The Americas: 40,000 BC - 700 AD South America (Chavin, Nazca/Moche) Jane Woodward, Cali Reilly, Cassie Cula and Katie Dillon

Nazca/Moche

Social:

  • Nazca was made up of local chiefdoms which is a form of political hierarchy
  • As in many other civilizations, men were sought to be superior over women
  • Men played the role in farming, religious leaders or warriors in the society
  • Men depicted in art sported painted faces and carried swords as a sign of strength in their community
  • Women featured in art would carried burdens, children or be seen cooking
  • They always wore their hair very long down their backs and wore dress like garments. Like the men, they also would paint parts of their bodies to represent their social status’

Political:

  • Leaders were primarily men - warriors, shamens and religious leaders
  • shamens lead religious ceremonies and practices for civilians
  • one practice that is depicted through wall art and remains of the nazca people was skull deformation. skull deformation determined political ranking and social class.

Interaction:

  • Leaders and rulers recieved messages and information from other neighboring states
  • Depended on wild plants for their source of food and goods, planted (squashes, gourds, beans, avocados and maize)
  • Depended most on maize for their crop
  • Agriculture encouraged population growth and enlargement communities

Culture:

  • Nazca's culture flourished for many centuries on the coast of Peru.
  • People settled in the Nazca and surrounding valleys, arriving with principle religious and urban sites being Cahuachi and Ventilla.
  • Their culture is noticed for their distinctive art, agriculture and textiles.
  • The most commonly known piece of art work is the geoglyphs made on the desert grounds known as the "Nazca lines". some of these lines are very simple and spaced apart and others are very intricately traced over several miles of land. These cans till be viewed best from an aerial point of view.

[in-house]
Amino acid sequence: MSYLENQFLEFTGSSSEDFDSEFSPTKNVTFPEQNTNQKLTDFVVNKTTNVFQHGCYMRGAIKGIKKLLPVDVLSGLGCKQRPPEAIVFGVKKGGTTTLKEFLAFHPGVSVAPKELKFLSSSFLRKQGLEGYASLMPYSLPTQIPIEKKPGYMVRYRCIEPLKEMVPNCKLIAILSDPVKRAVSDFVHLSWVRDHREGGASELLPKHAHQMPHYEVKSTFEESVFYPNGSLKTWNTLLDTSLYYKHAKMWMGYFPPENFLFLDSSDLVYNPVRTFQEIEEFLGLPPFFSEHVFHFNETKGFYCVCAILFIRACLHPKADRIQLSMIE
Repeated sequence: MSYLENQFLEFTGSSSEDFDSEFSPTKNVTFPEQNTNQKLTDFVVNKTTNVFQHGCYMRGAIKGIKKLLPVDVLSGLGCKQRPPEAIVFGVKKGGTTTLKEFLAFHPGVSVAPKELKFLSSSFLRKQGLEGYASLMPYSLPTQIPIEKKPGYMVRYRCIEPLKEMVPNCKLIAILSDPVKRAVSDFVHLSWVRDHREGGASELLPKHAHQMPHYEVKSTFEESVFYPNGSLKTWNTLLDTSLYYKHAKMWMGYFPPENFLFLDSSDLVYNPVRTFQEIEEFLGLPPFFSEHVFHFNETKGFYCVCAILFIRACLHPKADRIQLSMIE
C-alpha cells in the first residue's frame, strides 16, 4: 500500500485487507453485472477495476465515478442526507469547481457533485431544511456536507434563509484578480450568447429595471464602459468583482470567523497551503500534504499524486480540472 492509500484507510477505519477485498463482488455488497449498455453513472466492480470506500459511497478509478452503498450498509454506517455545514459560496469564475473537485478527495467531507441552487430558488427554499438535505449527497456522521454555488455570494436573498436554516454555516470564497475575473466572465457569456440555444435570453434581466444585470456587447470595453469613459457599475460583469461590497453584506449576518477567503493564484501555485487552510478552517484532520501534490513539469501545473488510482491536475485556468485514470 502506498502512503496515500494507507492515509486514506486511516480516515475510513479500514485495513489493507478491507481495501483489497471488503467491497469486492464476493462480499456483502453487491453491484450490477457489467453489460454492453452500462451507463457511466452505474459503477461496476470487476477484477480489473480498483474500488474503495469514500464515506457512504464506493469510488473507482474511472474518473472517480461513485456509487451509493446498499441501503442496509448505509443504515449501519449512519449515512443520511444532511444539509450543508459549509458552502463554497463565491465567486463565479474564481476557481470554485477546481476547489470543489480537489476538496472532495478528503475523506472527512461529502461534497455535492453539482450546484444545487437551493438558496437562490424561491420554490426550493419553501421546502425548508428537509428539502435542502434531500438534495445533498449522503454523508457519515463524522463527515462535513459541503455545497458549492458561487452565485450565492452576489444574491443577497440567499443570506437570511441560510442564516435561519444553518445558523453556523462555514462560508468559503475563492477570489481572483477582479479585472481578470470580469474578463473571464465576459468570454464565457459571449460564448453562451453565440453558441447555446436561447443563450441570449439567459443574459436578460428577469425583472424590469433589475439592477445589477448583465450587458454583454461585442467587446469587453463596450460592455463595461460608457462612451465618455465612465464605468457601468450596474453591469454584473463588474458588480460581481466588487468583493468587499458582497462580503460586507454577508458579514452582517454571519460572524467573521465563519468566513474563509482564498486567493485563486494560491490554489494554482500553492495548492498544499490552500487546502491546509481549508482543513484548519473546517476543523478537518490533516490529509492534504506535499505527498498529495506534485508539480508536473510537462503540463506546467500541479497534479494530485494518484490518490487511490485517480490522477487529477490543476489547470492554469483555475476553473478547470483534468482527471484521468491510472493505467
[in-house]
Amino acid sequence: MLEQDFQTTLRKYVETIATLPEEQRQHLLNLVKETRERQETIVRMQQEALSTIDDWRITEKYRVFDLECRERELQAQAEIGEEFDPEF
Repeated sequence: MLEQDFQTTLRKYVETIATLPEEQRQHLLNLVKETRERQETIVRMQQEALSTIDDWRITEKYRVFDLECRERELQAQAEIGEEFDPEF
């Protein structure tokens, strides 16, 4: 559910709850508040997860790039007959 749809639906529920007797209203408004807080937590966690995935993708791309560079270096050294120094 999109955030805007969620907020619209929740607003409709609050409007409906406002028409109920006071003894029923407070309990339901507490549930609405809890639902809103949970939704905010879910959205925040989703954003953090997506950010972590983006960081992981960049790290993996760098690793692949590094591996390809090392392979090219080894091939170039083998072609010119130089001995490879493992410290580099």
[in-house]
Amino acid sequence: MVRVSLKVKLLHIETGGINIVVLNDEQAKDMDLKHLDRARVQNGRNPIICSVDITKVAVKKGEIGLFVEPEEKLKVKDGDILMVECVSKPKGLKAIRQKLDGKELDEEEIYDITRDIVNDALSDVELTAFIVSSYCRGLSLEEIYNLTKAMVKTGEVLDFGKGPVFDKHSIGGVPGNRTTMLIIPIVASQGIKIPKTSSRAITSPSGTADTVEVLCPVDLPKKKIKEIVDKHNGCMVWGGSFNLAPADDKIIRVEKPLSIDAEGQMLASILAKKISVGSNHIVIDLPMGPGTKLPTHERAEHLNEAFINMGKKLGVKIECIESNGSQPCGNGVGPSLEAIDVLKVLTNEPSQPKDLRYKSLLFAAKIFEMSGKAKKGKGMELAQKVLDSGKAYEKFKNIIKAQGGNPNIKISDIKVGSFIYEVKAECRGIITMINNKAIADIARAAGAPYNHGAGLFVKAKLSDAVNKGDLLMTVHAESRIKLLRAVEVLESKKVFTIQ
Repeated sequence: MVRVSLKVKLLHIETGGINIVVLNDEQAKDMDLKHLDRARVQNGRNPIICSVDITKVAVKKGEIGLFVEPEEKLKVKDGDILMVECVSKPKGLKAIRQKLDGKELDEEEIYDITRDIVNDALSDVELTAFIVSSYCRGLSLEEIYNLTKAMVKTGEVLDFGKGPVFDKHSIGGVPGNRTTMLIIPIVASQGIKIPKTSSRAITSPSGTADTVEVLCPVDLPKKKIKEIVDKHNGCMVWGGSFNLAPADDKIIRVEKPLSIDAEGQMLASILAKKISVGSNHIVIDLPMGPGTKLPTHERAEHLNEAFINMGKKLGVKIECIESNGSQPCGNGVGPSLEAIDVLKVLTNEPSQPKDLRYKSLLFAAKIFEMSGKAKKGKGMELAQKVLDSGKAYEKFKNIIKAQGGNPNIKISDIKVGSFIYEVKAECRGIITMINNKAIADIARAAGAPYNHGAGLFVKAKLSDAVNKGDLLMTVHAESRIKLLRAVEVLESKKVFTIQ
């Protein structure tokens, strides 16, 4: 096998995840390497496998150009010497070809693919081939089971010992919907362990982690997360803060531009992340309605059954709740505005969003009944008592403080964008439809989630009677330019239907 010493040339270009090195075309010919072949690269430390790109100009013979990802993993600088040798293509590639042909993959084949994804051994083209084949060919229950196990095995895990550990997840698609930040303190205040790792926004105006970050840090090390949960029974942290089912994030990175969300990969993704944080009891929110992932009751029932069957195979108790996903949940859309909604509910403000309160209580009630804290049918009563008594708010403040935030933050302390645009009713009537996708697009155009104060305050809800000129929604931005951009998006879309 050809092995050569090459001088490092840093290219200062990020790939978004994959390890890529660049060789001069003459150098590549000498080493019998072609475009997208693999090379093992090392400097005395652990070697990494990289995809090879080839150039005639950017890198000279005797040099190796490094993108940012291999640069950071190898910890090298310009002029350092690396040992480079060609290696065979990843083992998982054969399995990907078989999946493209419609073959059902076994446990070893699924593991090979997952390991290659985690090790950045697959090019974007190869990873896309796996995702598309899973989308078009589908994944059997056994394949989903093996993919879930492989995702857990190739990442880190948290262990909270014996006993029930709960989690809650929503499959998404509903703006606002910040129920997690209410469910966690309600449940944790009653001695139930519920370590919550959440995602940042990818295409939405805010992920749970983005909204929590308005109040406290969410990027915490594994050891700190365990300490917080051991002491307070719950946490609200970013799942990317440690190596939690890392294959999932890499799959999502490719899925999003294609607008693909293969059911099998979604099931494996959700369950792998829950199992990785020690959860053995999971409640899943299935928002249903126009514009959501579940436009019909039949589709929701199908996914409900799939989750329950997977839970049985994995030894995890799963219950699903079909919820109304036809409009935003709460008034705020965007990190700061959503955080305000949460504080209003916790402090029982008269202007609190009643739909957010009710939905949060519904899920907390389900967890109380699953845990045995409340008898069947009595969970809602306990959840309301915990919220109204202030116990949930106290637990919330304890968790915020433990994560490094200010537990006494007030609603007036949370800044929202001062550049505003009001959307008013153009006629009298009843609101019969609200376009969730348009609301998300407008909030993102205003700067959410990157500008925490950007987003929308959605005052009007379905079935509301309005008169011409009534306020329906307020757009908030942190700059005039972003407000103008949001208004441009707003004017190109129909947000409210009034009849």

• The people of nazca worshiped mythical gods and creatures
  • their language was known but is most likely extinct

Economic:

  • Moche established a powerful and elite system of specialized craft production
  • they enhanced new technologies in metallurgy, pottery and textile production
  • Moche instituted payments for workers (labor tribute payments).

Decline of Nazca:

Nazca dissolved around 700 CE. This decline is commonly said to be caused by earlier natural disasters. This includes drought, flooding from El Nino in late Decembers and drastic weather. These were overwhelming factors, along with their surrounding neighbors and heavier population.

Chavin

The Chavin culture is most commonly known as a significant aspect of Peru´s history. So much information is primary gatherered from sights of burial grounds, there is no evidence of cultural writing or recorded history.

Social:

  • Chavin had clear distinction between an elite class, people who lived in stone houses, ordinary people and adobe dwellings
  • classes became more complex when farming started growing and became more popular while the population increased
  • Chavin dominated a densely populated region that included large areas of the Peruvian coastal plain and the Andean Foothills

Political:

  • A local and powerful chief or king dominated politics in the chavin region
  • There was no chavin empire
  • practical political advice was provided by shamens and healers in religious lives, courts and laws

Interactions:

  • Exchanges between individuals, groups and empires
  • Chavin became a pilgramage site and training center for initiates from distant centers

Culture:

  • The Chavin culture shows the first recognizable widespread of artistic style in the Andes
  • Made extensive use of contour rivalry
  • Widespread religious cult that traveled on the back of a trading network, this provided cultural integration to much of the Andes

Economics:

  • Chavin agriculture depended on maize cultivation and trade with other areas
  • As chavin grew, trade linked coastal economy with producers of many goods and items
  • Specialization of production and increased trade was promoted by moving goods to one ecological zone to another
  • Chavin people designed a complex irrigation system that ran throughout the temples and other public buildin
Decline of Chavin

The flourishing state began to decline in 300 BC. Many historians have concluded that the Chavin decline was due to changes within the working communities, region slowing down, violent conflicts, and overly-domesticated land. Trade and income of goods began to slow down which decreased profit and surplus items. As the Chavin population increased, disorder broke out in the land. After many years the Chavin culture began to deteriorate. Archeologists have found that sites where ceremonies and religious practices were deserted by 500 BC.

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